Trophic interaction between an introduced (peacock bass) and a native (dogfish) piscivorous fish in a Neotropical impounded river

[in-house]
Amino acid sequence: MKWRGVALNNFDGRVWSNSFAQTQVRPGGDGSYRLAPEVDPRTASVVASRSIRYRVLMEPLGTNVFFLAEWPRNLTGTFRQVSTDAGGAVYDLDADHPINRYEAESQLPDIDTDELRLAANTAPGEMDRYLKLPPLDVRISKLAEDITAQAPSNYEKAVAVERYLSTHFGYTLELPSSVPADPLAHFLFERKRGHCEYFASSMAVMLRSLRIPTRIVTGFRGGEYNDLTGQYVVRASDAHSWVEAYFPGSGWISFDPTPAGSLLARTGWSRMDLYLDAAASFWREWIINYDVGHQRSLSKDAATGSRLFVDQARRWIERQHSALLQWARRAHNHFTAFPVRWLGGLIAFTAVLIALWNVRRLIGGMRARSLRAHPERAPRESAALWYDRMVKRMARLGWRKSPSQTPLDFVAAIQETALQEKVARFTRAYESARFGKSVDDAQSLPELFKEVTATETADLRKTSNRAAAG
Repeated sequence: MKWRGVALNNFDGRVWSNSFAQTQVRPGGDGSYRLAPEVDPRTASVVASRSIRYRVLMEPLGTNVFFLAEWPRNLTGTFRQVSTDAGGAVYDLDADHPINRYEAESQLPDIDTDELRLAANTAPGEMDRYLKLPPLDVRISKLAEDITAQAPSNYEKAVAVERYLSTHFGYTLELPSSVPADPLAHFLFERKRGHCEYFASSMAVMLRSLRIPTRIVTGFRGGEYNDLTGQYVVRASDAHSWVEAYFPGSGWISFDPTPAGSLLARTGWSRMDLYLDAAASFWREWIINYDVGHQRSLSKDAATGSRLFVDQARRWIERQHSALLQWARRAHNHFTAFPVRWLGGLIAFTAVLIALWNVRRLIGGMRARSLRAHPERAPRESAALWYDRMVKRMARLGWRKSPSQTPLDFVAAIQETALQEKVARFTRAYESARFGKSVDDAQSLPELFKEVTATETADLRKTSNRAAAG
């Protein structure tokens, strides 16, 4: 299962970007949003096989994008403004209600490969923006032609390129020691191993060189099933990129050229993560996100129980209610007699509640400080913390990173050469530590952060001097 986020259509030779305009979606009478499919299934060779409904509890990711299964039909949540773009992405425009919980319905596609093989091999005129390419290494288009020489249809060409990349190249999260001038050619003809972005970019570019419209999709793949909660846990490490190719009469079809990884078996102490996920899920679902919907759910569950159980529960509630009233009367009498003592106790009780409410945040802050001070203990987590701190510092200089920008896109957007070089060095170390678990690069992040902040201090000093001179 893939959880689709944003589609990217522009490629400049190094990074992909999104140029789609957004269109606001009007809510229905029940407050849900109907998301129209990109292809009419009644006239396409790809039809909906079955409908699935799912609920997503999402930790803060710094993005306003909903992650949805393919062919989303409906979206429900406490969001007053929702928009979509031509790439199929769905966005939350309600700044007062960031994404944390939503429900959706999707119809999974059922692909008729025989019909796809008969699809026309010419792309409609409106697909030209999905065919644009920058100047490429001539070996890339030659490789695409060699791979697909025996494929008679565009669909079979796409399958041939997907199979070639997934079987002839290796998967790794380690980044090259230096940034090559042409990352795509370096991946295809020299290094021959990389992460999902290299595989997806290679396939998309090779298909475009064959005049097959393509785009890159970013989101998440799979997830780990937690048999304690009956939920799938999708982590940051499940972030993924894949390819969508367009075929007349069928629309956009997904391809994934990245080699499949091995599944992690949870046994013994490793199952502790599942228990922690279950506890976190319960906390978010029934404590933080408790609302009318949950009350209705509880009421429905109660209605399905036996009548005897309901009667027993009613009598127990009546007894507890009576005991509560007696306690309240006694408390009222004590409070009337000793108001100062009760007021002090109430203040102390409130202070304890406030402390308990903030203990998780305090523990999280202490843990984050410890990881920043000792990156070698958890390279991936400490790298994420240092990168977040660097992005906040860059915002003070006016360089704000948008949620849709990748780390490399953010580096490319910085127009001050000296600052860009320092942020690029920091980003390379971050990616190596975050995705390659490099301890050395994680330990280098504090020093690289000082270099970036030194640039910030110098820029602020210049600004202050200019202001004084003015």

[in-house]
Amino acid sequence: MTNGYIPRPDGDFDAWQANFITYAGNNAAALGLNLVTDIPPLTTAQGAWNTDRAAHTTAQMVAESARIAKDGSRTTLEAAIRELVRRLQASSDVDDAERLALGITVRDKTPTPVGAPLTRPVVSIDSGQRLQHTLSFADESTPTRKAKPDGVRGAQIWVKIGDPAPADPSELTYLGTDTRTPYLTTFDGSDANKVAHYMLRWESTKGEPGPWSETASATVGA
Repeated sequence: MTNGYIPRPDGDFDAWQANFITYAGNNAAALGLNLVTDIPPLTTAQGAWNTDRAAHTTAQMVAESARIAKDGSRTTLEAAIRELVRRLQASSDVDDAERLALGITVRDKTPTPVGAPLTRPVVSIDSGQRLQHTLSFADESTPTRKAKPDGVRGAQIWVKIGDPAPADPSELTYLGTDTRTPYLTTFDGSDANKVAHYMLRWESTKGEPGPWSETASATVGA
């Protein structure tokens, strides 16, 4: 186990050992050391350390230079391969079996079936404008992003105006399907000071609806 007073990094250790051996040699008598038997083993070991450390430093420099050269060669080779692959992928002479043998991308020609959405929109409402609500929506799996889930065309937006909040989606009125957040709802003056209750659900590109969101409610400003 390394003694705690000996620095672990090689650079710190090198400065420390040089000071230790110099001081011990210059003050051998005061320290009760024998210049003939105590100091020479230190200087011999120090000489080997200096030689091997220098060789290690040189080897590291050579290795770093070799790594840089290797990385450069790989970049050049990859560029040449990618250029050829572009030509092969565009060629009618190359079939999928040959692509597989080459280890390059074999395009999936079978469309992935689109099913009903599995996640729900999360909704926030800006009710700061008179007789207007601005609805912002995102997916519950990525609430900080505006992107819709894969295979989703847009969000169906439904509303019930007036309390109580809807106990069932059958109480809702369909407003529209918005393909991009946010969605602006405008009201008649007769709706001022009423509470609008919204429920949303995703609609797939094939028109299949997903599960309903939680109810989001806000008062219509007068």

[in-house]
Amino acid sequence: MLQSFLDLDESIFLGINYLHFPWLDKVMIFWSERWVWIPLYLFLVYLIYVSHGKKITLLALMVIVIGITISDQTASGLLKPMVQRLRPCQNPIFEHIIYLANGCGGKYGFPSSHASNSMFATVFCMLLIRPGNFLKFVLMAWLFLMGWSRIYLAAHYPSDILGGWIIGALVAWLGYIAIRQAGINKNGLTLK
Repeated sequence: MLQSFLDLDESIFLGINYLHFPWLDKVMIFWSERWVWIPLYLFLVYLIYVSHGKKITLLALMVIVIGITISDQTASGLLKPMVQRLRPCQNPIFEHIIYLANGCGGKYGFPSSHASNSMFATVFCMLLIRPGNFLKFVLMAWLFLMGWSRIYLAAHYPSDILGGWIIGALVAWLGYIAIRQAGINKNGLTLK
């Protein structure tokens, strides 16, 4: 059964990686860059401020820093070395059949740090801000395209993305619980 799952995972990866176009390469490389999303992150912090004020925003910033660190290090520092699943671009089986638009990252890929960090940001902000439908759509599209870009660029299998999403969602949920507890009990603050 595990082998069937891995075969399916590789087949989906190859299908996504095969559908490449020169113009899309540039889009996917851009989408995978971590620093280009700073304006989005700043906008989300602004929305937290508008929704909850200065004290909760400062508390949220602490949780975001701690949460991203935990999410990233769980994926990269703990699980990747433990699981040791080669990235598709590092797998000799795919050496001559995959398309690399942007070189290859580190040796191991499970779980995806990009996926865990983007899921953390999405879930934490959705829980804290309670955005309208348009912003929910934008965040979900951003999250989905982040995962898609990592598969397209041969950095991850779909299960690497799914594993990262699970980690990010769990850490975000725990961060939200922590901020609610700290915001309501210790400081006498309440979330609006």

In order to investigate trophic interactions, the diets of peacock bass (Cichla kelberi) and dogfish (Galeocharax knerii) were studied in the Corumbá Reservoir between 1997 and 2000. This dietary study was performed to assess the niche breadth of each species and to determine the degree of niche overlap during different phases of reservoir colonization. During Period I, peacock bass were absent or recorded only in low numbers; during Periods II and III, peacock bass reached high abundances in the reservoir. Interactions between the species were weak during period I, but, during Periods II and III, they were found to interact intensively. The diet overlap was highest during Period II. The niche breadth fluctuated for both species in the different phases. Greater niche breadth was observed for dogfish during periods of low peacock abundance (i.e., Period I), and the lowest niche breadth value was observed during Period II. During the same period, the peacock bass exhibited a wide foraging niche. During Period III, the dogfish showed an increase of its niche breadth, while for the peacock bass a simultaneous decrease in the niche breadth, caused by increasing rates of cannibalism, was recorded. These results show that the presence of peacock bass induces changes in the diet of dogfish, probably due to a restricted number of prey items.